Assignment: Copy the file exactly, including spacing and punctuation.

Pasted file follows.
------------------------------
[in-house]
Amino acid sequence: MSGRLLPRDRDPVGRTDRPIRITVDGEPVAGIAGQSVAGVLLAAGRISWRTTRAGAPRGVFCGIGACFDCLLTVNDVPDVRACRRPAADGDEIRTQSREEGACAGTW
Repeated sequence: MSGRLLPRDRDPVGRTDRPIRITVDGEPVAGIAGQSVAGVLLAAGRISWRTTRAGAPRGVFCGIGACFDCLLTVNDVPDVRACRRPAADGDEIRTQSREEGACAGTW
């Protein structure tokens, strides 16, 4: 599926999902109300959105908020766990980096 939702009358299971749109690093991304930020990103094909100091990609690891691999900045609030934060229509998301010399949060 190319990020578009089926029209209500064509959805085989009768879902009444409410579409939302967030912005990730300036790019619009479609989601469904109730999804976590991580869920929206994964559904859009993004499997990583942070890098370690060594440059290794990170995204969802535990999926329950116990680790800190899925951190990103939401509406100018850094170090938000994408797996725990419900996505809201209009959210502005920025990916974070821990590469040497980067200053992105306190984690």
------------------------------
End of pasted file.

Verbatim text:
[in-house]
Amino acid sequence: MSGRLLPRDRDPVGRTDRPIRITVDGEPVAGIAGQSVAGVLLAAGRISWRTTRAGAPRGVFCGIGACFDCLLTVNDVPDVRACRRPAADGDEIRTQSREEGACAGTW
Repeated sequence: MSGRLLPRDRDPVGRTDRPIRITVDGEPVAGIAGQSVAGVLLAAGRISWRTTRAGAPRGVFCGIGACFDCLLTVNDVPDVRACRRPAADGDEIRTQSREEGACAGTW
């Protein structure tokens, strides 16, 4: 599926999902109300959105908020766990980096 939702009358299971749109690093991304930020990103094909100091990609690891691999900045609030934060229509998301010399949060 190319990020578009089926029209209500064509959805085989009768879902009444409410579409939302967030912005990730300036790019619009479609989601469904109730999804976590991580869920929206994964559904859009993004499997990583942070890098370690060594440059290794990170995204969802535990999926329950116990680790800190899925951190990103939401509406100018850094170090938000994408797996725990419900996505809201209009959210502005920025990916974070821990590469040497980067200053992105306190984690």